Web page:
How should District 211 build ties to elementary districts? Candidates discuss ideas

  • Upper from left, Kimberly Cavill, Mark Cramer, Peter Dombrowski and lower from left, Will Hinshaw, Steven Rosenblum and Matthew Saternus are candidates for the Palatine Schaumburg High School District 211 board.

    Upper from left, Kimberly Cavill, Mark Cramer, Peter Dombrowski and lower from left, Will Hinshaw, Steven Rosenblum and Matthew Saternus are candidates for the Palatine Schaumburg High School District 211 board.

  • Palatine Schaumburg High School District 211 board candidates participated in a recent forum sponsored by the League of Women Voters of the Palatine Area at the Palatine Public Library.

      Palatine Schaumburg High School District 211 board candidates participated in a recent forum sponsored by the League of Women Voters of the Palatine Area at the Palatine Public Library. Bob Susnjara | Staff Photographer

 
 
Posted3/18/2019 5:30 AM

Palatine Schaumburg High School District 211 board candidates are offering different ideas for how to forge better relationships with the district's two major elementary feeder systems.

Six candidates are competing for four, 4-year seats on District 211's board in the April 2 election. Incumbents Peter Dombrowski, Will Hinshaw and Steven Rosenblum are on the ballot, along with newcomers Kimberly Cavill, Mark Cramer and Matthew Saternus.

                                                                                                                                                                                                                       
 

The candidates touched on several issues at a recent forum sponsored by the League of Women Voters of the Palatine Area, including how they believe District 211 should collaborate with elementary schools in an effort to improve education. Graduates from Palatine Township Elementary District 15 and Schaumburg Township Elementary District 54 attend District 211.

Cavill said some communication between the boards of the three districts already occurs, but she'd want to formalize the relationship between them.

"Rather than just chit-chatting informally over email or even face-to-face at events, I think maybe quarterly meetings would be a good place to start and then have set agendas where we can talk," said Cavill, 37, a health educator for a teen pregnancy prevention grant initiative, writer and podcast host.

Saternus, a 35-year-old firefighter, said one of the challenges is that the size of the three districts, which combined educate nearly 40,000 students.

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"What I think would be useful is having one unified conversation among at least those three boards to talk about what kind of programs we want to carry through from (grades) K all the way through 12," Saternus said. "I think some of the conversation is happening, but I think often times it can be fragmented if we're talking to 54 about one thing and then 15 on another."

Hinshaw, 42, an accountant elected to the board in 2015, said administrators from the three districts have been doing an "excellent job" in communicating with each other.

He said there could be some benefit to creating continuity among the boards.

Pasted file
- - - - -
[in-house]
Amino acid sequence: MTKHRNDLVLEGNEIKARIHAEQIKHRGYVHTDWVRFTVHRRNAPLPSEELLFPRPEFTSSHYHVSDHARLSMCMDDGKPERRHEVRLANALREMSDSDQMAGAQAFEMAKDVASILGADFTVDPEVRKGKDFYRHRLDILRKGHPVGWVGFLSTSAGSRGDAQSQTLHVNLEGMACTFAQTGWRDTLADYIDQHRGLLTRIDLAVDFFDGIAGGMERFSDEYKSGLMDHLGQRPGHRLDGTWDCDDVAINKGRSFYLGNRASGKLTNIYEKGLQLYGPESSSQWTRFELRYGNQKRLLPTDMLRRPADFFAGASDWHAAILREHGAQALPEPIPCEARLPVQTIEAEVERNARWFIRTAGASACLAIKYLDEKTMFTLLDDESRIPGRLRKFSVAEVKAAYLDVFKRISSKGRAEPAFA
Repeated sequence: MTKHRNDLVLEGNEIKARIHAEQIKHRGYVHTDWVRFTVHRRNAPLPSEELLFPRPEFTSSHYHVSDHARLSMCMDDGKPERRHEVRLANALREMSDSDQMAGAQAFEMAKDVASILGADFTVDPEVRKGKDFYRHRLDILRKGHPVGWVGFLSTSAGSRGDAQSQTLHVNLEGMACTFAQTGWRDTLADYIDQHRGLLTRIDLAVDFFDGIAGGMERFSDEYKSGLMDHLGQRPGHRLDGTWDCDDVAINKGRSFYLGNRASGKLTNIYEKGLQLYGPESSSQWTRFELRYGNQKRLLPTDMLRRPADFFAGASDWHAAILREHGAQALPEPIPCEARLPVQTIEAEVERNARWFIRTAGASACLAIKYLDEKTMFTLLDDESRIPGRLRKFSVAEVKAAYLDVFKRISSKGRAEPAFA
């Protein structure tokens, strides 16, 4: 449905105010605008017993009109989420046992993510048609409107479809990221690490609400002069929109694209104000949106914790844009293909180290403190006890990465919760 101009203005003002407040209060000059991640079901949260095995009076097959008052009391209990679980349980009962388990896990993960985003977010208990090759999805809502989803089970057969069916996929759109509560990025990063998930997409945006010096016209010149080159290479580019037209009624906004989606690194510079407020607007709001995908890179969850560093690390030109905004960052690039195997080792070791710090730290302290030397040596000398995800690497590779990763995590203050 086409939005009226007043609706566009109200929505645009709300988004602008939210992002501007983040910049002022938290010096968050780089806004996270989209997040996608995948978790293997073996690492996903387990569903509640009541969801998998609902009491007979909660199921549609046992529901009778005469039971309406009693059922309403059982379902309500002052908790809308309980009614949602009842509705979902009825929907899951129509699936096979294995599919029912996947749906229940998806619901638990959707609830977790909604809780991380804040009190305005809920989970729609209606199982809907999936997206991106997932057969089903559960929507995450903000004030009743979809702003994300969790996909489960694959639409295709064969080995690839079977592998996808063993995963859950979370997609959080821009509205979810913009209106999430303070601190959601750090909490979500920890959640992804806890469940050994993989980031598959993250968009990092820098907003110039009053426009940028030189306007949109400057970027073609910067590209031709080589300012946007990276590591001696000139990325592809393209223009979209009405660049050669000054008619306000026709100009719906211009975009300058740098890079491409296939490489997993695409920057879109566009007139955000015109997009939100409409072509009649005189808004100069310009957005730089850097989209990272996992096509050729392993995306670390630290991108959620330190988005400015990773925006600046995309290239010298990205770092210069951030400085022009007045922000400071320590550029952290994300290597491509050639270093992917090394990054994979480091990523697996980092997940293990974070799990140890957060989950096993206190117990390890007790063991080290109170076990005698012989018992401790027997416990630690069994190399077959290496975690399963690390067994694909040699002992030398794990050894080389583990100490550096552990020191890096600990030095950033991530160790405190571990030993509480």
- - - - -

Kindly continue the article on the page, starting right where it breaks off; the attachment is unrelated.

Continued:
"I think it's an interesting idea and is certainly something that I'd be open to discussing," Hinshaw said.

"Obviously, some of the laws surrounding the Open Meetings Act and so forth would come into play."

Dombrowski said it must be kept in mind each district has different priorities.

                                                                                                                                                                                                                       
 

For example, he said, districts 15 and 54 have Chromebook initiatives for students while District 211 is using iPads.

"I, personally, have been at the District 15 board meetings," said Dombrowski, a 43-year-old licensed structural engineer elected to the District 211 board in 2015. "I spoke to the board directly when they were in the process of executing a 10-year (teachers) contract and kind of the precedent that set. I gave my opinion as an individual, not necessarily as a board. But a statement from the (211) board may have been appropriate."

Rosenblum, 55, a human resources professional who was appointed to the board in 2017, said elementary feeder systems and District 211 have the same goals of educational success and safe environments for students.

He said it would be important to have residents as part of a gathering of the three districts.

"I think we can collaborate with our community as board members to look at a single idea or feedback from them, whether it be from K through 8 or K through 12 and have a consistent opportunity to look at those things and the input from our constituents," Rosenblum said.

Cramer, 69, a retired Navy commander who worked in the private sector, said it's the responsibility of elected officials from districts 211, 54 and 15 to meet with each other.

"We are the community," Cramer said.

"We are elected to represent the community and to get things done. I would advocate setting up a formal task force of board members, peer to peer. The first thing we need to do is define the problem or find where there aren't problems and go from there."

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